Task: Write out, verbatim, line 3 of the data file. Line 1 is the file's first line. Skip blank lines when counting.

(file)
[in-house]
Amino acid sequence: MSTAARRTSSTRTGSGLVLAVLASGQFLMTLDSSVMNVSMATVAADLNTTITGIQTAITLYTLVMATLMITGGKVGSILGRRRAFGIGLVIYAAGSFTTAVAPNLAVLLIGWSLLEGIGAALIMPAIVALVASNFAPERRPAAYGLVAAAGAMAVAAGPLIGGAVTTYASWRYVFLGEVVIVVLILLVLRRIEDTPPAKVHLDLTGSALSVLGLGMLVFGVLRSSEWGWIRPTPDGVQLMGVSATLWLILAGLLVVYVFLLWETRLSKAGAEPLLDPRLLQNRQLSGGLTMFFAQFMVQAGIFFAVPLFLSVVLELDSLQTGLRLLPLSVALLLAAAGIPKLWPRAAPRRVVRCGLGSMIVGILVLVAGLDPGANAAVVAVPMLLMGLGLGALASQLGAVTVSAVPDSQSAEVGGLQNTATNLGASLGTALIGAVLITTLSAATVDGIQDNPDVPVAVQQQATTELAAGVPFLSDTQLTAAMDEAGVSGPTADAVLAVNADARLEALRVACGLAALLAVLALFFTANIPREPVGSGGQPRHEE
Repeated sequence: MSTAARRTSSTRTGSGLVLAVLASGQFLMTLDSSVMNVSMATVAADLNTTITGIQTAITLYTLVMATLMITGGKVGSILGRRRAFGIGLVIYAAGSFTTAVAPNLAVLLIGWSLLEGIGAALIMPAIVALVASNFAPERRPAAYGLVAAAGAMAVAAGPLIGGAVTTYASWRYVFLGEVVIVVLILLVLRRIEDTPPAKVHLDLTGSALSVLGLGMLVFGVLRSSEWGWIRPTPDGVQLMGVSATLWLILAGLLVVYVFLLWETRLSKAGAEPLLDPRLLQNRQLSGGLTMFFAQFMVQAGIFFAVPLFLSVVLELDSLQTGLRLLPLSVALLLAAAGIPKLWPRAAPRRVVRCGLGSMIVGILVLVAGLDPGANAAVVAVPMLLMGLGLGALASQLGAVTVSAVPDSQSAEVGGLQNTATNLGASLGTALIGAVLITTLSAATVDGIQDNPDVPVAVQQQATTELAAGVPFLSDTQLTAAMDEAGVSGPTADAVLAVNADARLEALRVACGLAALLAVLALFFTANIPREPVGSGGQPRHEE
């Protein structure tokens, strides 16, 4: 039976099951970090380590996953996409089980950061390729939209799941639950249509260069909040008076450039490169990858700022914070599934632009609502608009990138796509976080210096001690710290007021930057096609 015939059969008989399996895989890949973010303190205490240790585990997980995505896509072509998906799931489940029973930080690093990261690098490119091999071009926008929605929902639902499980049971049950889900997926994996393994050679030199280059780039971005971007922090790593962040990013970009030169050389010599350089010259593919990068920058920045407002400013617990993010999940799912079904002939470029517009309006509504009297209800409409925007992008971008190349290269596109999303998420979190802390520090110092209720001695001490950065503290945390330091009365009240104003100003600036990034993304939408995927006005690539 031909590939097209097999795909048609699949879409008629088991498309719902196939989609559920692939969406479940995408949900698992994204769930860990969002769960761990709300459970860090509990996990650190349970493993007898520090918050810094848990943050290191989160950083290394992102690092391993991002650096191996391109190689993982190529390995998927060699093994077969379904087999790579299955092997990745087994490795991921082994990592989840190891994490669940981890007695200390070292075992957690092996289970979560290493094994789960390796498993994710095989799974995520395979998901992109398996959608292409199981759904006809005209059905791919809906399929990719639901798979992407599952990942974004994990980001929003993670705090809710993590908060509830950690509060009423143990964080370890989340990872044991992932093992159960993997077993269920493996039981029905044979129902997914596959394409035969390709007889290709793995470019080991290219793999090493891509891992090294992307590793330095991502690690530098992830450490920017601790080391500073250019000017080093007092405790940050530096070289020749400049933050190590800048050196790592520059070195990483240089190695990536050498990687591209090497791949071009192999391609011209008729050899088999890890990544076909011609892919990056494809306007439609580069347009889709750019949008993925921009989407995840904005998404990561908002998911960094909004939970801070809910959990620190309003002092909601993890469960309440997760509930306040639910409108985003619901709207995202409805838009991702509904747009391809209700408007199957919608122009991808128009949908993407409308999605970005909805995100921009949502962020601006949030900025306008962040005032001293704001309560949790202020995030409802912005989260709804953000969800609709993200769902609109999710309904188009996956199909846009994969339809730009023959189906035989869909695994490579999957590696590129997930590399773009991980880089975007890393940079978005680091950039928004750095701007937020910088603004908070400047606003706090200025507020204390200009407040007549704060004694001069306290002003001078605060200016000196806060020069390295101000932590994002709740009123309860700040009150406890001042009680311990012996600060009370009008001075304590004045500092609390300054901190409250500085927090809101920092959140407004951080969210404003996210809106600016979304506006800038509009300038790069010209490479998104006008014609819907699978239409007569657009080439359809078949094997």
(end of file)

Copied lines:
Repeated sequence: MSTAARRTSSTRTGSGLVLAVLASGQFLMTLDSSVMNVSMATVAADLNTTITGIQTAITLYTLVMATLMITGGKVGSILGRRRAFGIGLVIYAAGSFTTAVAPNLAVLLIGWSLLEGIGAALIMPAIVALVASNFAPERRPAAYGLVAAAGAMAVAAGPLIGGAVTTYASWRYVFLGEVVIVVLILLVLRRIEDTPPAKVHLDLTGSALSVLGLGMLVFGVLRSSEWGWIRPTPDGVQLMGVSATLWLILAGLLVVYVFLLWETRLSKAGAEPLLDPRLLQNRQLSGGLTMFFAQFMVQAGIFFAVPLFLSVVLELDSLQTGLRLLPLSVALLLAAAGIPKLWPRAAPRRVVRCGLGSMIVGILVLVAGLDPGANAAVVAVPMLLMGLGLGALASQLGAVTVSAVPDSQSAEVGGLQNTATNLGASLGTALIGAVLITTLSAATVDGIQDNPDVPVAVQQQATTELAAGVPFLSDTQLTAAMDEAGVSGPTADAVLAVNADARLEALRVACGLAALLAVLALFFTANIPREPVGSGGQPRHEE